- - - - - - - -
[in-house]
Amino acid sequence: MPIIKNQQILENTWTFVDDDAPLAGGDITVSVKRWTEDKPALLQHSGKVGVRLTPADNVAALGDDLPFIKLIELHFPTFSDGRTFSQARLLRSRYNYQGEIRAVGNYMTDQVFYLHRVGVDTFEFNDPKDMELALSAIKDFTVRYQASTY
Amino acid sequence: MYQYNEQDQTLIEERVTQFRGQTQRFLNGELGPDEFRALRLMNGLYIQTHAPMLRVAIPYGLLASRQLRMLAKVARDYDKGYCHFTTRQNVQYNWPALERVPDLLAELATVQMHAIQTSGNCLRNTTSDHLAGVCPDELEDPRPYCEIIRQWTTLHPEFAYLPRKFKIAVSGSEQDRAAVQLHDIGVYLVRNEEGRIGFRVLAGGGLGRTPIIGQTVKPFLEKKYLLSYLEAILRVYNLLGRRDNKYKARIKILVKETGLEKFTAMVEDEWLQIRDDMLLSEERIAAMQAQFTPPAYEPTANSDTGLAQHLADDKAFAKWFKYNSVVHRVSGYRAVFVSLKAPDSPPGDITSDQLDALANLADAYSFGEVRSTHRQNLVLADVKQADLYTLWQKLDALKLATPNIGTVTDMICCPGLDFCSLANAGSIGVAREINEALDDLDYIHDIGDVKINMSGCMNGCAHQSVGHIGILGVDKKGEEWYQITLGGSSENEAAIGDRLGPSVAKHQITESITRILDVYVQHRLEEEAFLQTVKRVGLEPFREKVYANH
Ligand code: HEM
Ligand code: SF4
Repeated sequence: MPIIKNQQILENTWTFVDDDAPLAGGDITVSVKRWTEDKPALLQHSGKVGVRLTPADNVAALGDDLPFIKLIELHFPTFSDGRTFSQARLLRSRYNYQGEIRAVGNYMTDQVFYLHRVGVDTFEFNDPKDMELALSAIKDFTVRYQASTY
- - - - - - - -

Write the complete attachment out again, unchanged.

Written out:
[in-house]
Amino acid sequence: MPIIKNQQILENTWTFVDDDAPLAGGDITVSVKRWTEDKPALLQHSGKVGVRLTPADNVAALGDDLPFIKLIELHFPTFSDGRTFSQARLLRSRYNYQGEIRAVGNYMTDQVFYLHRVGVDTFEFNDPKDMELALSAIKDFTVRYQASTY
Amino acid sequence: MYQYNEQDQTLIEERVTQFRGQTQRFLNGELGPDEFRALRLMNGLYIQTHAPMLRVAIPYGLLASRQLRMLAKVARDYDKGYCHFTTRQNVQYNWPALERVPDLLAELATVQMHAIQTSGNCLRNTTSDHLAGVCPDELEDPRPYCEIIRQWTTLHPEFAYLPRKFKIAVSGSEQDRAAVQLHDIGVYLVRNEEGRIGFRVLAGGGLGRTPIIGQTVKPFLEKKYLLSYLEAILRVYNLLGRRDNKYKARIKILVKETGLEKFTAMVEDEWLQIRDDMLLSEERIAAMQAQFTPPAYEPTANSDTGLAQHLADDKAFAKWFKYNSVVHRVSGYRAVFVSLKAPDSPPGDITSDQLDALANLADAYSFGEVRSTHRQNLVLADVKQADLYTLWQKLDALKLATPNIGTVTDMICCPGLDFCSLANAGSIGVAREINEALDDLDYIHDIGDVKINMSGCMNGCAHQSVGHIGILGVDKKGEEWYQITLGGSSENEAAIGDRLGPSVAKHQITESITRILDVYVQHRLEEEAFLQTVKRVGLEPFREKVYANH
Ligand code: HEM
Ligand code: SF4
Repeated sequence: MPIIKNQQILENTWTFVDDDAPLAGGDITVSVKRWTEDKPALLQHSGKVGVRLTPADNVAALGDDLPFIKLIELHFPTFSDGRTFSQARLLRSRYNYQGEIRAVGNYMTDQVFYLHRVGVDTFEFNDPKDMELALSAIKDFTVRYQASTY